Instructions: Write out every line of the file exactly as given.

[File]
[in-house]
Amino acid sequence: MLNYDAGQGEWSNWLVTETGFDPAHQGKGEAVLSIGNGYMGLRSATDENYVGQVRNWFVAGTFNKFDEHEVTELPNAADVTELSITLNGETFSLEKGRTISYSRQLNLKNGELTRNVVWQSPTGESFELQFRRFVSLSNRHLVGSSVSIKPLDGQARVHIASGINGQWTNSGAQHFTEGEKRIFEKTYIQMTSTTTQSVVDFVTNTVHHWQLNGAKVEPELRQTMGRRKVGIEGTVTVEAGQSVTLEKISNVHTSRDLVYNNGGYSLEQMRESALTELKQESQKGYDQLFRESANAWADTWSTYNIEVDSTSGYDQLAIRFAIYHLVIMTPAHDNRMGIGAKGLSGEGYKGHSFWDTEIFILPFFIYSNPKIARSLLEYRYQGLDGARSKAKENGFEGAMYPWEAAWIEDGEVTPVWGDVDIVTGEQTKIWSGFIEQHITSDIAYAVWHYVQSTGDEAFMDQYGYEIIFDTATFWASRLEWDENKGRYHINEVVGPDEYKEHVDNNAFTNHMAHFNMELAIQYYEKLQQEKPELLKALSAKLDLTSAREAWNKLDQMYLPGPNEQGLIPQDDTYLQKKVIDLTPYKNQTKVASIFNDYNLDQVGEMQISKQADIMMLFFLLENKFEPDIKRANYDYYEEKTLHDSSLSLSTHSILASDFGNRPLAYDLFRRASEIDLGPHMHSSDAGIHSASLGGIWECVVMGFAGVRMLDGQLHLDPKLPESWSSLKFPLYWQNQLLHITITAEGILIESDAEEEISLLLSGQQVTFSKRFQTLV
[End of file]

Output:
[in-house]
Amino acid sequence: MLNYDAGQGEWSNWLVTETGFDPAHQGKGEAVLSIGNGYMGLRSATDENYVGQVRNWFVAGTFNKFDEHEVTELPNAADVTELSITLNGETFSLEKGRTISYSRQLNLKNGELTRNVVWQSPTGESFELQFRRFVSLSNRHLVGSSVSIKPLDGQARVHIASGINGQWTNSGAQHFTEGEKRIFEKTYIQMTSTTTQSVVDFVTNTVHHWQLNGAKVEPELRQTMGRRKVGIEGTVTVEAGQSVTLEKISNVHTSRDLVYNNGGYSLEQMRESALTELKQESQKGYDQLFRESANAWADTWSTYNIEVDSTSGYDQLAIRFAIYHLVIMTPAHDNRMGIGAKGLSGEGYKGHSFWDTEIFILPFFIYSNPKIARSLLEYRYQGLDGARSKAKENGFEGAMYPWEAAWIEDGEVTPVWGDVDIVTGEQTKIWSGFIEQHITSDIAYAVWHYVQSTGDEAFMDQYGYEIIFDTATFWASRLEWDENKGRYHINEVVGPDEYKEHVDNNAFTNHMAHFNMELAIQYYEKLQQEKPELLKALSAKLDLTSAREAWNKLDQMYLPGPNEQGLIPQDDTYLQKKVIDLTPYKNQTKVASIFNDYNLDQVGEMQISKQADIMMLFFLLENKFEPDIKRANYDYYEEKTLHDSSLSLSTHSILASDFGNRPLAYDLFRRASEIDLGPHMHSSDAGIHSASLGGIWECVVMGFAGVRMLDGQLHLDPKLPESWSSLKFPLYWQNQLLHITITAEGILIESDAEEEISLLLSGQQVTFSKRFQTLV